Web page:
Past intern report, Nick Button

Reprieve Internship With The Louisiani Crisis Assistance Centre - 2001/2002

Death row in Parchman, Mississippi is a cold place. Notorious for a woeful human rights record, Parchman has been the venue for some infamous executions, notably the execution of Edward Earl Johnson in 1987. Johnson, the subject of the BBC documentary, ‘14 days in May’, was eventually proven innocent of his alleged crime.

Together with fellow intern Ashley Halphen, I visited some clients on Parchman’s death row as part of my Reprieve Australia internship with the Louisiana Crisis Assistance Center (LCAC) last Australian summer.

As I walked up to the visitors’ booth for the first time I kept thinking, ‘what does one say to someone who has been on death row for 20 years, who spends 23 hours of every day locked in a small cell, with one hour of solitary exercise?’ Howard Neal, who is the subject of the play ‘This is a True Story’ that came to Australia last year as part of the launch of Reprieve Australia, was one of the clients I visited at Parchman. Howard is mentally retarded, he has the IQ of a sweet 10 year old child. Fascinated by Australian wildlife, especially kangaroos, he told me poignantly, ‘my favorite animal is a golden eagle’. I wondered if he perceived the irony, somehow I think he did.

The internship program has been developed by Reprieve Australia, the sister organization to Reprieve (UK). Reprieve was founded by Clive Stafford Smith who is also the director of the LCAC. Clive, who is one of the leading capital defence lawyers in America, heads a dynamic staff of people intensely committed to ending the death penalty. The organizational charter of the LCAC is to defend people who have been charged with a capital offence or people who have lost their direct appeal. The Reprieve Australia internship involves undertaking a range of responsibilities, some intense and confronting, some tedious, but all of which expose you to the ugly reality of the death penalty system. The interns’ work is potentially extremely important. Three of the interns spent the first two and a half weeks ringing people from a seemingly endless list of names inquiring whether they had been wrongfully excluded from juries on the basis of their race and gender or as a result of being past convicted felons.

This part of the program was exceedingly dull, hard work, but it has proven worthwhile. Only last week one of the LCAC’s clients, Rikki Langely, who has been on death row for 5 years, was granted a retrial on the basis of a similar project conducted by interns at the LCAC a couple of years earlier.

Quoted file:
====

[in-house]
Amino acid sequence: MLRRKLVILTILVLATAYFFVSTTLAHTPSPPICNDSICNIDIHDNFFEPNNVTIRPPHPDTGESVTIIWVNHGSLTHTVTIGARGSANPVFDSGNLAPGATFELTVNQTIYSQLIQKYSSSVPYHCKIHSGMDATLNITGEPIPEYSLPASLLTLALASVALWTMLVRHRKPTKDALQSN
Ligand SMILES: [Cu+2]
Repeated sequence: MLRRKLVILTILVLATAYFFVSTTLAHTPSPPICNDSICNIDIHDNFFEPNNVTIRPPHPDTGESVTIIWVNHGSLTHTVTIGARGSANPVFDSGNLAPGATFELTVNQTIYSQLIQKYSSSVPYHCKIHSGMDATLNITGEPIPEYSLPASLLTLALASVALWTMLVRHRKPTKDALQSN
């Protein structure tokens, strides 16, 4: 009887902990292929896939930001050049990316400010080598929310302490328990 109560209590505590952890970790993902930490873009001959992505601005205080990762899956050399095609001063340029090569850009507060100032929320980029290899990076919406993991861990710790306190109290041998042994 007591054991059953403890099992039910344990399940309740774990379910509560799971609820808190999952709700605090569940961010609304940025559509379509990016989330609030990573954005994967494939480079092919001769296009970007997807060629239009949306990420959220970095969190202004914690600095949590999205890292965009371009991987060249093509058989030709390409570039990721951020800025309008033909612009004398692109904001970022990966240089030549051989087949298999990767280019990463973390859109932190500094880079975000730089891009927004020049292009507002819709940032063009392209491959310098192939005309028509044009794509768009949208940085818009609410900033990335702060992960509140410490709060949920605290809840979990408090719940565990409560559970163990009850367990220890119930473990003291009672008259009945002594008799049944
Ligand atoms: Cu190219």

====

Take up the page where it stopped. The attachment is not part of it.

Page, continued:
Other work involves more direct contact with specific cases. Leslie Dale Martin is due to be executed on the 10th of May at Angola Prison in Louisiana. I worked on his case out of Lake Charles, Louisiana, for two weeks. I was based in a Court House compiling evidence from trial transcripts and I interviewed two members of the jury who in 1992 convicted Leslie for the rape and murder of a young woman from Lake Charles and then sentenced him to death. The defence, led by Clive Stafford Smith, and Dave Lipka, an investigator with the LCAC, managed to get a stay of execution 27 minutes before the execution was due to take place. But the United States Supreme Court has since denied Les' petition, paving the way, subject to any further writs, for his execution.

[Editor’s note: the execution took place by lethal injection on 10 May 2002.]

The case typifies the flaws in a legal system that was able to convict Leslie Martin on the basis of an alleged confession to a jail house cell mate (in American parlance, a snitch); it was the evidence of the ‘snitch’ that provided the legal basis for the imposition of the death penalty. It is sobering to realize that this witness had testified for the prosecution on at least 2 other occasions and further, that Leslie Martin’s lawyer had also represented the snitch on at least 11 other occasions. Due to the lawyer’s conflict of interest, it was not surprising that the snitch’s testimony went unchallenged at trial.

The Les Martin case is one of many similar cases that an intern will encounter. There are many reasons to consider undertaking the internship including personal growth, the development of practical skills, etc. Perhaps the most important reason, however, is that you will have the opportunity to make a real difference in the lives of people who need your help.

Repreive Australia internship